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Monday, July 15, 2013

Suicide: What do you say at a time like this?



Suicide: What do you say at a time like this?

 


By: Pastor Bob Tousey

Over the years I have had numerous opportunities to be with families as they struggled with the sudden loss of a loved one from suicide.  When I was a fire department Chaplain, I was often with the family immediately after the tragedy.  More recently I have been called upon to officiate the funeral services.  Family and Friends always have questions and concerns. This blog will attempt to address some of them.

The first question I will deal with is often “the elephant” in the room at the funeral of a suicide victim.  

 “What about eternity?”,  “Is suicide the unforgivable sin”?

I have heard people say that suicide is the unforgivable sin.  This is not true and there is simply no biblical basis for that position.

First, while suicide is certainly tragic and falls short of God’s glory, there is no where in the Bible that God tell us suicide is unforgivable.  In fact, just the contrary is true.  In Matthew 12:31 Jesus tells us “And so I tell you, every sin and blasphemy will be forgiven men, but the blasphemy against the Spirit will not be forgiven.”   

The only unforgivable sin is rejecting the Holy Spirit, a sin most theologians believe Christians are not capable of and in my opinion most, if not all, people of faith are not capable of.

There are seven accounts of suicide in the Bible.  They can be found in Judges 9:54 (Abimelech ordered his armor-bearer to draw his sword and kill him), Judges 16:29-31 (Samson collapsed a building on himself), 1 Samuel 31:3-6 (Saul ordered his armor-bearer to draw his sword and kill him), 2 Samuel 17:23 (Ahithophel hung himself), 1 Kings 16:18 (Zimri set his palace on fire around him) and Matthew 27:5 (Judas Iscariot hung himself).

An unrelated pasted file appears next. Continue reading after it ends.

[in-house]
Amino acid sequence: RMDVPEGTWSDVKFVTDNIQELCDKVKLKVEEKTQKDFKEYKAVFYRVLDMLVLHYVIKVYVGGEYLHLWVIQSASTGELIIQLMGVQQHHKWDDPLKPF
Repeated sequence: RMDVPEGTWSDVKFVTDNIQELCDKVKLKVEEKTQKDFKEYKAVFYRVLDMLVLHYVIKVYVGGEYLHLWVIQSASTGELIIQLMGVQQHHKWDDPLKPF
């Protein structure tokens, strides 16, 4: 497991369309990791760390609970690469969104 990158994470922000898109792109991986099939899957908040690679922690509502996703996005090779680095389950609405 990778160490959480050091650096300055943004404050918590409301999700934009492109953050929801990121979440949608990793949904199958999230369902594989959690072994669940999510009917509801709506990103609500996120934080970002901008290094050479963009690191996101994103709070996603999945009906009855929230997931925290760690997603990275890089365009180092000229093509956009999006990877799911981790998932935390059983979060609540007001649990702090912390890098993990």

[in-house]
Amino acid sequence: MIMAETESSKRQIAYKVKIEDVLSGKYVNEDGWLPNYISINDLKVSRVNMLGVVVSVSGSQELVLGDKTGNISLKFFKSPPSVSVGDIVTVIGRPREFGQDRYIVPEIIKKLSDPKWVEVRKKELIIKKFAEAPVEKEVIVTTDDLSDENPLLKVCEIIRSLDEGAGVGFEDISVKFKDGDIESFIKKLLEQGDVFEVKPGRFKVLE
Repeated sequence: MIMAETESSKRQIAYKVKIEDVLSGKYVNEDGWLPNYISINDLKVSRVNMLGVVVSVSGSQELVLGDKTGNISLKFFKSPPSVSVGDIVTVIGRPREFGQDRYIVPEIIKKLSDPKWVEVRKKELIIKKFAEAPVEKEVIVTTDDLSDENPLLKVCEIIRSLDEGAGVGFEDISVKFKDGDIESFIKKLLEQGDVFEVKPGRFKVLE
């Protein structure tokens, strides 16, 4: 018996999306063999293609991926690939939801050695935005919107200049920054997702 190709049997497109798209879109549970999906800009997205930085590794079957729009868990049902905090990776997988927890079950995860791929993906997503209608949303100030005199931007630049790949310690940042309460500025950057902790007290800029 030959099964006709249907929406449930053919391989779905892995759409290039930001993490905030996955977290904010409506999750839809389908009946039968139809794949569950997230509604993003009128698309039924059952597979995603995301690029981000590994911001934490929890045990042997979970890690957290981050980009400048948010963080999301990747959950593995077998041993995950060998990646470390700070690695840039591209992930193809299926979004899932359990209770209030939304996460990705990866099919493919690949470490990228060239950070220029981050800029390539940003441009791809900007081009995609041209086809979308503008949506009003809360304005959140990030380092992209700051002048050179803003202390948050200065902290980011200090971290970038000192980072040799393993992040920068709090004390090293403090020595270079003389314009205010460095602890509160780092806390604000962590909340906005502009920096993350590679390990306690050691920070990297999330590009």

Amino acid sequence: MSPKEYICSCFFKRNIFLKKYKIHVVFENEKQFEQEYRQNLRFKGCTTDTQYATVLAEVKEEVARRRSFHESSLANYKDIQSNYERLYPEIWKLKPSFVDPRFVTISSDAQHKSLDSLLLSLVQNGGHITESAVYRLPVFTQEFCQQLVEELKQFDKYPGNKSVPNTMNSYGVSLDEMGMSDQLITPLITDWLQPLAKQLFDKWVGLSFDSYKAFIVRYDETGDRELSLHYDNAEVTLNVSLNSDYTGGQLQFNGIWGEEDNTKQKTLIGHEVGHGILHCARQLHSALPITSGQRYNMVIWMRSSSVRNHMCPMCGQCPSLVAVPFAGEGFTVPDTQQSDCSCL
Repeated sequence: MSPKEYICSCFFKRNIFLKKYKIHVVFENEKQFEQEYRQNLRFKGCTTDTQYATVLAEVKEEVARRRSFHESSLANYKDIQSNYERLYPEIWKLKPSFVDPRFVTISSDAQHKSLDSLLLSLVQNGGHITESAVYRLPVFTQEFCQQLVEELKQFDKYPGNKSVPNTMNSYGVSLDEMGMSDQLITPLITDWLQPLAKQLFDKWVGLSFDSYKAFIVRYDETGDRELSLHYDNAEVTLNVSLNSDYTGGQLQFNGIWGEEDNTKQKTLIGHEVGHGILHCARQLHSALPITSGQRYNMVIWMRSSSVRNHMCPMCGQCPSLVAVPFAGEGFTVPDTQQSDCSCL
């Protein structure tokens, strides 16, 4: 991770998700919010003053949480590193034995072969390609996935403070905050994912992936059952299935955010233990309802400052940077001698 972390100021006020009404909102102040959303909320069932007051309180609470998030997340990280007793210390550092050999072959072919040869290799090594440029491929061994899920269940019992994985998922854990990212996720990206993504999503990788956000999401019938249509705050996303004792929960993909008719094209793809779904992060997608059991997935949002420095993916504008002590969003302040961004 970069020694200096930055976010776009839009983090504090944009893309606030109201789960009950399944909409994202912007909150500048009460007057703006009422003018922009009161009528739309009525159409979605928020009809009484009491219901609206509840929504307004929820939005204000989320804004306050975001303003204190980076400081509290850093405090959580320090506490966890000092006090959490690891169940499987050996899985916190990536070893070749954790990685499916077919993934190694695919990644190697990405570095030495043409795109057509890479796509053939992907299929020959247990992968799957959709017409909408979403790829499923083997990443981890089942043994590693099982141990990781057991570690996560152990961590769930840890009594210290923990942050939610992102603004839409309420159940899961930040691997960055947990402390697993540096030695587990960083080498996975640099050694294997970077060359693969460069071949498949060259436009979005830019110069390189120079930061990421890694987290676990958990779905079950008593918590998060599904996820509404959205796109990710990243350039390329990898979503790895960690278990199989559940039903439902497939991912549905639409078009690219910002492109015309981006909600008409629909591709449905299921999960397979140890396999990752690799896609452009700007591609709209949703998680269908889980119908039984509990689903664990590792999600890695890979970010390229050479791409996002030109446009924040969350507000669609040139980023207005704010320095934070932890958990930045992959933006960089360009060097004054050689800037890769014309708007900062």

There is no where in these seven Biblical accounts where God took the opportunity to tell us that suicide is unforgivable.

In fact, in Romans 3:23-24, which was written after all the Biblical accounts of suicide, took place, we are taught “for all have sinned and fall short of the glory of God, and are justified freely by His grace through the redemption that came by Christ Jesus.”  Therefore, I think it is abundantly clear that suicide, like all other sins except rejecting the Spirit, is forgivable by God.

Family and friends often feel anger towards their loved one for ending their own life.   

This is a very understandable feeling.  Suicide has all the trappings of having been a voluntary decision by their loved one. It is important to remember that a decision to take one’s own life is often the result of a mental illness. Because of the illness their loved one was not in complete or balanced control of their decision making at the time they took their life.

Your loved one may have been struggling with depression, substance abuse, loss of hope because of job loss, illness, poor decision, etc..  All of these conditions and many others would have affected their loved one’s decision making process and therefore the act was no more voluntary than a death by cancer or heart disease is.

Understanding this is an important step to letting go of the anger and forgiving your loved one for the hurt that you are feeling.

After a suicide the loved one’s left behind often feel guilt.